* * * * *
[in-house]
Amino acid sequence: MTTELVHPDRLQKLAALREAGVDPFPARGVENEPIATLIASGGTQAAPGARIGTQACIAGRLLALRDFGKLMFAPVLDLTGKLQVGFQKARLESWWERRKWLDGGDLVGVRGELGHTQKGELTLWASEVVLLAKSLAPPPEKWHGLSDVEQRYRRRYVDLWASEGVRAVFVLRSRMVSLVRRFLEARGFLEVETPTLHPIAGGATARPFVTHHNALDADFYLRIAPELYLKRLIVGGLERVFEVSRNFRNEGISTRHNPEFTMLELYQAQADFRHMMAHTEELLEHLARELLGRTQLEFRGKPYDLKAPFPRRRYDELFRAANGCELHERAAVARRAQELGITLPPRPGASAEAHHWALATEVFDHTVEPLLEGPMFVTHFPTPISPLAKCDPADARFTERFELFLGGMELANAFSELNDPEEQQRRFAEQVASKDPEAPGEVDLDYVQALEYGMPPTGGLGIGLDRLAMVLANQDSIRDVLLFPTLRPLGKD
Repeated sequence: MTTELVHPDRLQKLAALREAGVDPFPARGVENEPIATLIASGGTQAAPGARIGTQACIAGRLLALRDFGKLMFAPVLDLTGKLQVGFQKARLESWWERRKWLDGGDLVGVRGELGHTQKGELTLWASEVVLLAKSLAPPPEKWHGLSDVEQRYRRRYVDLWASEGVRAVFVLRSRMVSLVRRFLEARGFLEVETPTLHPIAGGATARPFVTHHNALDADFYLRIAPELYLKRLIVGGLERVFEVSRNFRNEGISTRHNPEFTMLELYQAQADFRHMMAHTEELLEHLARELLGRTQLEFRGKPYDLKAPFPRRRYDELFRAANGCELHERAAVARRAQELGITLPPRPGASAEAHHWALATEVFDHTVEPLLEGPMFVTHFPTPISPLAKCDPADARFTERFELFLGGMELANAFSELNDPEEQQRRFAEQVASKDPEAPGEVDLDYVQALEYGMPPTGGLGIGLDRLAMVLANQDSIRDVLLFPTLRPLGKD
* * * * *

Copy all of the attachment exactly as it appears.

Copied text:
[in-house]
Amino acid sequence: MTTELVHPDRLQKLAALREAGVDPFPARGVENEPIATLIASGGTQAAPGARIGTQACIAGRLLALRDFGKLMFAPVLDLTGKLQVGFQKARLESWWERRKWLDGGDLVGVRGELGHTQKGELTLWASEVVLLAKSLAPPPEKWHGLSDVEQRYRRRYVDLWASEGVRAVFVLRSRMVSLVRRFLEARGFLEVETPTLHPIAGGATARPFVTHHNALDADFYLRIAPELYLKRLIVGGLERVFEVSRNFRNEGISTRHNPEFTMLELYQAQADFRHMMAHTEELLEHLARELLGRTQLEFRGKPYDLKAPFPRRRYDELFRAANGCELHERAAVARRAQELGITLPPRPGASAEAHHWALATEVFDHTVEPLLEGPMFVTHFPTPISPLAKCDPADARFTERFELFLGGMELANAFSELNDPEEQQRRFAEQVASKDPEAPGEVDLDYVQALEYGMPPTGGLGIGLDRLAMVLANQDSIRDVLLFPTLRPLGKD
Repeated sequence: MTTELVHPDRLQKLAALREAGVDPFPARGVENEPIATLIASGGTQAAPGARIGTQACIAGRLLALRDFGKLMFAPVLDLTGKLQVGFQKARLESWWERRKWLDGGDLVGVRGELGHTQKGELTLWASEVVLLAKSLAPPPEKWHGLSDVEQRYRRRYVDLWASEGVRAVFVLRSRMVSLVRRFLEARGFLEVETPTLHPIAGGATARPFVTHHNALDADFYLRIAPELYLKRLIVGGLERVFEVSRNFRNEGISTRHNPEFTMLELYQAQADFRHMMAHTEELLEHLARELLGRTQLEFRGKPYDLKAPFPRRRYDELFRAANGCELHERAAVARRAQELGITLPPRPGASAEAHHWALATEVFDHTVEPLLEGPMFVTHFPTPISPLAKCDPADARFTERFELFLGGMELANAFSELNDPEEQQRRFAEQVASKDPEAPGEVDLDYVQALEYGMPPTGGLGIGLDRLAMVLANQDSIRDVLLFPTLRPLGKD